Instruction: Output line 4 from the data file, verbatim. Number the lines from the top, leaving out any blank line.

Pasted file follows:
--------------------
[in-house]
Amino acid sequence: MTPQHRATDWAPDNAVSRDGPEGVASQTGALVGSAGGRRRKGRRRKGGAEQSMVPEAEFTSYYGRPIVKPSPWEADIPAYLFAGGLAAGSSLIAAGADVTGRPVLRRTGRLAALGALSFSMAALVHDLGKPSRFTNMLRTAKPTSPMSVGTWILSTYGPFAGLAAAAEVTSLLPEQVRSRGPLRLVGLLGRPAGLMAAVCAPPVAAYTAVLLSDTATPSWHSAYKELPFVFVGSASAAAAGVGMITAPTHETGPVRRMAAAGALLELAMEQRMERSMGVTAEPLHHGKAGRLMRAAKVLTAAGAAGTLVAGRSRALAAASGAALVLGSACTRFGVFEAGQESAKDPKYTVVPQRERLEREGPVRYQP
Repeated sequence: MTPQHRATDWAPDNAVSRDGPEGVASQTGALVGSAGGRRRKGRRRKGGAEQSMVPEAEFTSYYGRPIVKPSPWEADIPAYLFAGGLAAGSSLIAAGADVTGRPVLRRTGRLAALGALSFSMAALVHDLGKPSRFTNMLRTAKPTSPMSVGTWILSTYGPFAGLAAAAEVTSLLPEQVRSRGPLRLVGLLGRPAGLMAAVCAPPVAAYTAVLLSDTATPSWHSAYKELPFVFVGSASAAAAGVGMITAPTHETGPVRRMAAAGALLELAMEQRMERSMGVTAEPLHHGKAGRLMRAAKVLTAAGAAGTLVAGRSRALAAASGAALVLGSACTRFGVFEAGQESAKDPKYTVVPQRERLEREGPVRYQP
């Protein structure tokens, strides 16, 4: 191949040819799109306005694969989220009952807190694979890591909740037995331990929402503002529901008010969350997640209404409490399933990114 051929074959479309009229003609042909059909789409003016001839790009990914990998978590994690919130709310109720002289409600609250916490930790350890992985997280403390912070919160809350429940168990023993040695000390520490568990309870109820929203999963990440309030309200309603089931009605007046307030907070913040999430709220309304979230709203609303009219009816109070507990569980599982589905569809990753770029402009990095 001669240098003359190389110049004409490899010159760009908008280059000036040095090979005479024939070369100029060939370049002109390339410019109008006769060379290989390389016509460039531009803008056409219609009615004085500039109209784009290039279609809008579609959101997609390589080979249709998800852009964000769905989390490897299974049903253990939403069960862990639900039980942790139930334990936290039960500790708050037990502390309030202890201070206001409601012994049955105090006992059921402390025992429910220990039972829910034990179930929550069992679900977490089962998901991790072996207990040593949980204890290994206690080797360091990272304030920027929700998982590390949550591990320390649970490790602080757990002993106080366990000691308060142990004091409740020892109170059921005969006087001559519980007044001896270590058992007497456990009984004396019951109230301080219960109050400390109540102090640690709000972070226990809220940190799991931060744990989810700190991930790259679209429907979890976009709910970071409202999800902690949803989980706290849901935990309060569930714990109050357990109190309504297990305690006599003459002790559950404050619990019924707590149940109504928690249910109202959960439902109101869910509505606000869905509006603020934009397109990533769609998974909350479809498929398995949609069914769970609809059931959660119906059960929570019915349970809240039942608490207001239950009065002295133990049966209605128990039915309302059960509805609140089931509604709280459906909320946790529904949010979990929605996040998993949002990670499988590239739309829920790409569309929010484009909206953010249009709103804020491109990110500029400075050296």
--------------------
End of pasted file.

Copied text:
């Protein structure tokens, strides 16, 4: 191949040819799109306005694969989220009952807190694979890591909740037995331990929402503002529901008010969350997640209404409490399933990114 051929074959479309009229003609042909059909789409003016001839790009990914990998978590994690919130709310109720002289409600609250916490930790350890992985997280403390912070919160809350429940168990023993040695000390520490568990309870109820929203999963990440309030309200309603089931009605007046307030907070913040999430709220309304979230709203609303009219009816109070507990569980599982589905569809990753770029402009990095 001669240098003359190389110049004409490899010159760009908008280059000036040095090979005479024939070369100029060939370049002109390339410019109008006769060379290989390389016509460039531009803008056409219609009615004085500039109209784009290039279609809008579609959101997609390589080979249709998800852009964000769905989390490897299974049903253990939403069960862990639900039980942790139930334990936290039960500790708050037990502390309030202890201070206001409601012994049955105090006992059921402390025992429910220990039972829910034990179930929550069992679900977490089962998901991790072996207990040593949980204890290994206690080797360091990272304030920027929700998982590390949550591990320390649970490790602080757990002993106080366990000691308060142990004091409740020892109170059921005969006087001559519980007044001896270590058992007497456990009984004396019951109230301080219960109050400390109540102090640690709000972070226990809220940190799991931060744990989810700190991930790259679209429907979890976009709910970071409202999800902690949803989980706290849901935990309060569930714990109050357990109190309504297990305690006599003459002790559950404050619990019924707590149940109504928690249910109202959960439902109101869910509505606000869905509006603020934009397109990533769609998974909350479809498929398995949609069914769970609809059931959660119906059960929570019915349970809240039942608490207001239950009065002295133990049966209605128990039915309302059960509805609140089931509604709280459906909320946790529904949010979990929605996040998993949002990670499988590239739309829920790409569309929010484009909206953010249009709103804020491109990110500029400075050296």